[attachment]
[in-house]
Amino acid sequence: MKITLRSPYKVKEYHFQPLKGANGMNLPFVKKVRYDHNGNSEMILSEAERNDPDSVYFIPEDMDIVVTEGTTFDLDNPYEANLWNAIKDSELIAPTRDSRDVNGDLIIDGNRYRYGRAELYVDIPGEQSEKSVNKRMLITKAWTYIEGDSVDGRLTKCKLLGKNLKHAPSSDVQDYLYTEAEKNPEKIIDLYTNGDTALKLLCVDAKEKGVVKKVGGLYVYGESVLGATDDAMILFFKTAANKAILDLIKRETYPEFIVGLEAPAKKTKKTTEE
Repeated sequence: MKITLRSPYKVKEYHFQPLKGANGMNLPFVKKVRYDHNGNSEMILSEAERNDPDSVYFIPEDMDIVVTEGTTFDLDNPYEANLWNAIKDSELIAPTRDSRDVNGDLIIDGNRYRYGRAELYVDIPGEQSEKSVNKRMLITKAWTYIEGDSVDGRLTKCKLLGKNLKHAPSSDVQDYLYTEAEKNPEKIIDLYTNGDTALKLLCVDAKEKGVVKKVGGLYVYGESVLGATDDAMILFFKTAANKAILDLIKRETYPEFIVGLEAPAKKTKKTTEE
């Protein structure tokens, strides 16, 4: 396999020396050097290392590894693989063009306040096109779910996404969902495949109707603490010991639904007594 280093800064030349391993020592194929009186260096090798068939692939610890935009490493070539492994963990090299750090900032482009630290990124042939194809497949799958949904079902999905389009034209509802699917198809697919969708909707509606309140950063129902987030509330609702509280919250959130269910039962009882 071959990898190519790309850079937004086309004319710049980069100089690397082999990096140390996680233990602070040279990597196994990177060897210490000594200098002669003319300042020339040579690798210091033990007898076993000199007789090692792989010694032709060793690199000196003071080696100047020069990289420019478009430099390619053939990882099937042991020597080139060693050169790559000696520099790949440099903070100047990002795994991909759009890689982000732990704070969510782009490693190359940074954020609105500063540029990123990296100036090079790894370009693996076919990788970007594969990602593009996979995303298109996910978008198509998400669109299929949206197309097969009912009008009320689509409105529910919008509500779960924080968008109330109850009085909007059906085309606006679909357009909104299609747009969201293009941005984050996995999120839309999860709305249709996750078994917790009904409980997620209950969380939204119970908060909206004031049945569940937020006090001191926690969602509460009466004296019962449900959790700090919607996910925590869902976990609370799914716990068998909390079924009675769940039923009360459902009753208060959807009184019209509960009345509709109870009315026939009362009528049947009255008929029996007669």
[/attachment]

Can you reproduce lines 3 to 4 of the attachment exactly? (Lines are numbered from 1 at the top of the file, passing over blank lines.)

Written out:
Repeated sequence: MKITLRSPYKVKEYHFQPLKGANGMNLPFVKKVRYDHNGNSEMILSEAERNDPDSVYFIPEDMDIVVTEGTTFDLDNPYEANLWNAIKDSELIAPTRDSRDVNGDLIIDGNRYRYGRAELYVDIPGEQSEKSVNKRMLITKAWTYIEGDSVDGRLTKCKLLGKNLKHAPSSDVQDYLYTEAEKNPEKIIDLYTNGDTALKLLCVDAKEKGVVKKVGGLYVYGESVLGATDDAMILFFKTAANKAILDLIKRETYPEFIVGLEAPAKKTKKTTEE
């Protein structure tokens, strides 16, 4: 396999020396050097290392590894693989063009306040096109779910996404969902495949109707603490010991639904007594 280093800064030349391993020592194929009186260096090798068939692939610890935009490493070539492994963990090299750090900032482009630290990124042939194809497949799958949904079902999905389009034209509802699917198809697919969708909707509606309140950063129902987030509330609702509280919250959130269910039962009882 071959990898190519790309850079937004086309004319710049980069100089690397082999990096140390996680233990602070040279990597196994990177060897210490000594200098002669003319300042020339040579690798210091033990007898076993000199007789090692792989010694032709060793690199000196003071080696100047020069990289420019478009430099390619053939990882099937042991020597080139060693050169790559000696520099790949440099903070100047990002795994991909759009890689982000732990704070969510782009490693190359940074954020609105500063540029990123990296100036090079790894370009693996076919990788970007594969990602593009996979995303298109996910978008198509998400669109299929949206197309097969009912009008009320689509409105529910919008509500779960924080968008109330109850009085909007059906085309606006679909357009909104299609747009969201293009941005984050996995999120839309999860709305249709996750078994917790009904409980997620209950969380939204119970908060909206004031049945569940937020006090001191926690969602509460009466004296019962449900959790700090919607996910925590869902976990609370799914716990068998909390079924009675769940039923009360459902009753208060959807009184019209509960009345509709109870009315026939009362009528049947009255008929029996007669």